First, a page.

After Assigonia the road (A3) continues to the north through a beautiful wooded gorge, and after a few kilometres you reach an intersection with signs (Gr/E) pointing you to all directions: to Episkopi in the north, to Kato Poros in the east, and to Argiroupoli and Ancient Lappa in the south. Here you have two options. If you are in a hurry to get to Rethimno, turn left (north), go through the rather indifferent village of Episkopi, get on the coastal highway (the new National Road), and head east for the town.

The plateau south of Kali Sikia

Do not drive at full speed, though, because thanks to the endless sandy beaches and the many hotels the road between Georgioupoli and Rethimno has too much traffic. Whatever you do, avoid the old National Road between Episkopi and Rethimno, because it is dangerously narrow and slippery. Also avoid Lake Kourna and the town of Georgioupoli in the west. Most tourist guides consider them a “must,” but in reality they are both “fake.” Georgioupoli is presented as an attractive sea resort, but it is nothing more than a tasteless mish-mash of hotels and restaurants crowded around a narrow beach with constantly wet sand that shows it has been stepped on. Lake Kourna is visited by thousands of tourists “herded” to “Crete’s unique lake,” but you haven’t come to Crete to see lakes! Admittedly, when seen from the mountain tops it may look attractive. But any European lake is better than this shallow hole; it is constantly filled with dozens of small plastic boats that carry the happy tourists who were brought massively by the Hania and Rethimno travel agencies, and it is simply a staged attraction.

If you are in no particular hurry and would like to do some exploring, you can follow a much more interesting course that will take you to Rethimno after some travelling through the region. In what follows we describe a cyclical route that is your most interesting option. When you reach the intersection we mentioned earlier, turn right instead of left and head south towards Argiroupoli. The town is built on top of a hill, on the site of ancient Lappa.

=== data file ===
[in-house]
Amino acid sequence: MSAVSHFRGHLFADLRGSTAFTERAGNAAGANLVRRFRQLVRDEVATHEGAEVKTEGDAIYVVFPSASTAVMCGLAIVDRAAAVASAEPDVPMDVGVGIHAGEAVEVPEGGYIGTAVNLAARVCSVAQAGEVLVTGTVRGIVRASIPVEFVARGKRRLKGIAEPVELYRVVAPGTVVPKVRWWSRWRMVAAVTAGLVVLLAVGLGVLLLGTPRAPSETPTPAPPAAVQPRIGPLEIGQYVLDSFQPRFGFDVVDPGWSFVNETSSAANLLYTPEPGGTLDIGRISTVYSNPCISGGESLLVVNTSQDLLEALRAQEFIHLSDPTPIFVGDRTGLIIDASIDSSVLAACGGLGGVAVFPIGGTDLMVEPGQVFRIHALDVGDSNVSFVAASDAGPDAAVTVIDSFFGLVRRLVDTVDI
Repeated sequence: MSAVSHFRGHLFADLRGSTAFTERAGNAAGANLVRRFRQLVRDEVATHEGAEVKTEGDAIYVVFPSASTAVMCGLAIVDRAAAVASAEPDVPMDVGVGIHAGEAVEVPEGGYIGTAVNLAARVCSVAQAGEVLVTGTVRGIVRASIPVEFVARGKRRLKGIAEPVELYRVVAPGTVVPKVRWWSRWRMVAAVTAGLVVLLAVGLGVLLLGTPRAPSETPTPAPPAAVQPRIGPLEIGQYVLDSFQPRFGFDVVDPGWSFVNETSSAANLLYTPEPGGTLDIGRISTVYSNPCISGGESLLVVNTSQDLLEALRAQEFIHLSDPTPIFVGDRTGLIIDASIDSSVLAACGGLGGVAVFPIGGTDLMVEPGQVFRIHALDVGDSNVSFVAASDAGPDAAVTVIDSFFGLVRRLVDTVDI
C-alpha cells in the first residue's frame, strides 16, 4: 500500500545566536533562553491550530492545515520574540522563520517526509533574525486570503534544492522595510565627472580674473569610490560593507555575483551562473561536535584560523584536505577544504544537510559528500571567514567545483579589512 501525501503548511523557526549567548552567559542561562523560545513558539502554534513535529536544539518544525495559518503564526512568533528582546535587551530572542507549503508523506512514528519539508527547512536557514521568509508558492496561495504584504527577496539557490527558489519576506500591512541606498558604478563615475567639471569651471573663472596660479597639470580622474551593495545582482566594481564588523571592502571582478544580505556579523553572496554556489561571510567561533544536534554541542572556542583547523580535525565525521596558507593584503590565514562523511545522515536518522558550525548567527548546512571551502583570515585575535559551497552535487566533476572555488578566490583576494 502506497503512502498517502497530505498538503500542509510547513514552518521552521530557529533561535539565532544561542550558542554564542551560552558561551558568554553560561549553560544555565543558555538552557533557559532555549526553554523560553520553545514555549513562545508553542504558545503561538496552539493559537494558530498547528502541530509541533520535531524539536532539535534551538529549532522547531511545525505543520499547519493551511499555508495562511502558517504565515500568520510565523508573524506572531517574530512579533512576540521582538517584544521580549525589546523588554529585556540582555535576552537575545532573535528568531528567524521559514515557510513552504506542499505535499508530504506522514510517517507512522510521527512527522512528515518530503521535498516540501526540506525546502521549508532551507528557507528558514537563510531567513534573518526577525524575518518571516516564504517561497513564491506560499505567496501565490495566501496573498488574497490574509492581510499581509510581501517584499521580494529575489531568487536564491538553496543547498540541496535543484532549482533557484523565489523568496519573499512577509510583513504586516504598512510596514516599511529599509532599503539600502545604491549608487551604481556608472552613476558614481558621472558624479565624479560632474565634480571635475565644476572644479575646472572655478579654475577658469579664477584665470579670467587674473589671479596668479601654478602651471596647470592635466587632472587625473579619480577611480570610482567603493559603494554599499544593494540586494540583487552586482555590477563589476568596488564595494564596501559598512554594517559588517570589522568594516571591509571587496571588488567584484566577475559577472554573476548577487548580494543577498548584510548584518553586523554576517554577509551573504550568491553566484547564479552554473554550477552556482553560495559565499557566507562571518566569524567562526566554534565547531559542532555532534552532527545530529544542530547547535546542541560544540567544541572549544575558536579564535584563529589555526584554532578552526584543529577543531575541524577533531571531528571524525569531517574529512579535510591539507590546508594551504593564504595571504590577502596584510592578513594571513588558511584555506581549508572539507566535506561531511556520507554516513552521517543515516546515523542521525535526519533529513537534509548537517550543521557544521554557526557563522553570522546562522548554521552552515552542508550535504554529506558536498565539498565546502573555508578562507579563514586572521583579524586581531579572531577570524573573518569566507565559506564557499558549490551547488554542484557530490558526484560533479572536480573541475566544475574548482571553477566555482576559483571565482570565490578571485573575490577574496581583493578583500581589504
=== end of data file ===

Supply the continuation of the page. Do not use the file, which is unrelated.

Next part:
After Argiroupoli keep going south for about 1.5 km and then turn left (southeast) to get to Vilandredo and from there to the many other hamlets scattered in this desolate area. (At the intersection you will see a Gr/E sign pointing you to Vilandredo and Alones). You’ll be following a beautiful cyclical route and driving on an asphalt-paved road (A3) that climbs the northern side of Mount Krioneritis (1312m). Alones is a quiet shepherd settlement built on a plateau surrounded by mountain peaks and steep ravines. When you get there you will see two roads (D3) going east and crossing a small cultivated plateau with many nooks that are good for camping. Both of these roads will take you to Kali Sikia.

Once in Kali Sikia, you have again two options. If it’s late in the day and you feel like heading for Rethimno, take the road east of the village (A3), which will take you through Kanevos, Angousseliana and Aghios Vassilios and then meet the Aghia Galini - Rethimno road (A2) where you turn north to get to the town.

The route through the Kotsifos gorge

Though the road is pretty wide and allows you to reach your destination after a quick drive, we suggest making a small side-trip to the seaside village of Plakias south of Kanevos, and back, so you can drive through the impressive Kotsifos gorge with the high vertical walls that seem to press against the road and the stream between them. Also, we propose making a stop at the Minoan cemetery, just one kilometre north of Armeni (see page 278)